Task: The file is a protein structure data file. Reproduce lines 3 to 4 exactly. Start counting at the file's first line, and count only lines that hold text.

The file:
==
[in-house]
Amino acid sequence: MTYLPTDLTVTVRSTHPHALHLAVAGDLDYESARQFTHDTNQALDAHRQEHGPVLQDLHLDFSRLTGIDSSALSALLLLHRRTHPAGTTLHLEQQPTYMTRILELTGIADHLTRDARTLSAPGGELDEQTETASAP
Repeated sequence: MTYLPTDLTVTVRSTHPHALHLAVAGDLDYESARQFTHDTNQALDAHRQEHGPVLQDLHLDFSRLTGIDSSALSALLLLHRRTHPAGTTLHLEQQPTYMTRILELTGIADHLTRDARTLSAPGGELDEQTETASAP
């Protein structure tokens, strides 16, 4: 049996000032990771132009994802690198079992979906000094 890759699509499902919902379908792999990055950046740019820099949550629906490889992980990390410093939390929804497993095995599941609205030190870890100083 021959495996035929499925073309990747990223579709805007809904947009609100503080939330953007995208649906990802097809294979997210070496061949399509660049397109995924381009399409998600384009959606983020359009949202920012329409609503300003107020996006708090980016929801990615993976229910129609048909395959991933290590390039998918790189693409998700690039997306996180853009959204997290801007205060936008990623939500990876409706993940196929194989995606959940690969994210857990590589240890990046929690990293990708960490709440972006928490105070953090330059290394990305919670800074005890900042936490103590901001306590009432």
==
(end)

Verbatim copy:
Repeated sequence: MTYLPTDLTVTVRSTHPHALHLAVAGDLDYESARQFTHDTNQALDAHRQEHGPVLQDLHLDFSRLTGIDSSALSALLLLHRRTHPAGTTLHLEQQPTYMTRILELTGIADHLTRDARTLSAPGGELDEQTETASAP
């Protein structure tokens, strides 16, 4: 049996000032990771132009994802690198079992979906000094 890759699509499902919902379908792999990055950046740019820099949550629906490889992980990390410093939390929804497993095995599941609205030190870890100083 021959495996035929499925073309990747990223579709805007809904947009609100503080939330953007995208649906990802097809294979997210070496061949399509660049397109995924381009399409998600384009959606983020359009949202920012329409609503300003107020996006708090980016929801990615993976229910129609048909395959991933290590390039998918790189693409998700690039997306996180853009959204997290801007205060936008990623939500990876409706993940196929194989995606959940690969994210857990590589240890990046929690990293990708960490709440972006928490105070953090330059290394990305919670800074005890900042936490103590901001306590009432």